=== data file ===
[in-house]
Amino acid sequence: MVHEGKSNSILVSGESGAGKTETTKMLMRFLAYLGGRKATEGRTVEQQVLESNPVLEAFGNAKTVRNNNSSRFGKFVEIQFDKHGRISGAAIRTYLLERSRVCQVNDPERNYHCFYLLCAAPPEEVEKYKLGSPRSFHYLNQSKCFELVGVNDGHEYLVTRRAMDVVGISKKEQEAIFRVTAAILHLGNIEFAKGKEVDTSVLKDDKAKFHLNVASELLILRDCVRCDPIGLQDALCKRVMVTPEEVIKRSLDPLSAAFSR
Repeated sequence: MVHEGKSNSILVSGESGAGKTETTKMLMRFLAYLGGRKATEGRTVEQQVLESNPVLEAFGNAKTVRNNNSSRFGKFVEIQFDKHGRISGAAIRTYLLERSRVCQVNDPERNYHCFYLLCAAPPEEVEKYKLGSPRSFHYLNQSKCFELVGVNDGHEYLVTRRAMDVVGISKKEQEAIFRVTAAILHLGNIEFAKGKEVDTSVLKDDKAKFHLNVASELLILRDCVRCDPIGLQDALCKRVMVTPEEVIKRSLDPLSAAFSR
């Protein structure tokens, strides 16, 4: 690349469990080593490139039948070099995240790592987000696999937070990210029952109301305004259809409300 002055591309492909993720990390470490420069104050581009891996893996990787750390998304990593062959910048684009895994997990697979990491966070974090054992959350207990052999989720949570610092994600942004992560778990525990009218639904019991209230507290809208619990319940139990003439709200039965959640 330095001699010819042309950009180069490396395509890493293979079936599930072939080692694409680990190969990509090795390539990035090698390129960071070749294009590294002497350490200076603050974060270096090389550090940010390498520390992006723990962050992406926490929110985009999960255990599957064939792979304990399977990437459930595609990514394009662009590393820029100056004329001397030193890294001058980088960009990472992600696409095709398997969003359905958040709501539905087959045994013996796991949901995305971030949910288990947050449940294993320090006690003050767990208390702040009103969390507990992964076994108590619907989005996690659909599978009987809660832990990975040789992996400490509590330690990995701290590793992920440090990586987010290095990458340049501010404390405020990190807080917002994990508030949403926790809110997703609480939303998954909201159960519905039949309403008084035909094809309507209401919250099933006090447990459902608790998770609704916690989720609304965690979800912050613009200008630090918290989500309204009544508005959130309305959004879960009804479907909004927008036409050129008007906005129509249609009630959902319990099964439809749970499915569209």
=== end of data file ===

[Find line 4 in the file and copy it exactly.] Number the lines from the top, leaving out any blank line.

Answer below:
């Protein structure tokens, strides 16, 4: 690349469990080593490139039948070099995240790592987000696999937070990210029952109301305004259809409300 002055591309492909993720990390470490420069104050581009891996893996990787750390998304990593062959910048684009895994997990697979990491966070974090054992959350207990052999989720949570610092994600942004992560778990525990009218639904019991209230507290809208619990319940139990003439709200039965959640 330095001699010819042309950009180069490396395509890493293979079936599930072939080692694409680990190969990509090795390539990035090698390129960071070749294009590294002497350490200076603050974060270096090389550090940010390498520390992006723990962050992406926490929110985009999960255990599957064939792979304990399977990437459930595609990514394009662009590393820029100056004329001397030193890294001058980088960009990472992600696409095709398997969003359905958040709501539905087959045994013996796991949901995305971030949910288990947050449940294993320090006690003050767990208390702040009103969390507990992964076994108590619907989005996690659909599978009987809660832990990975040789992996400490509590330690990995701290590793992920440090990586987010290095990458340049501010404390405020990190807080917002994990508030949403926790809110997703609480939303998954909201159960519905039949309403008084035909094809309507209401919250099933006090447990459902608790998770609704916690989720609304965690979800912050613009200008630090918290989500309204009544508005959130309305959004879960009804479907909004927008036409050129008007906005129509249609009630959902319990099964439809749970499915569209």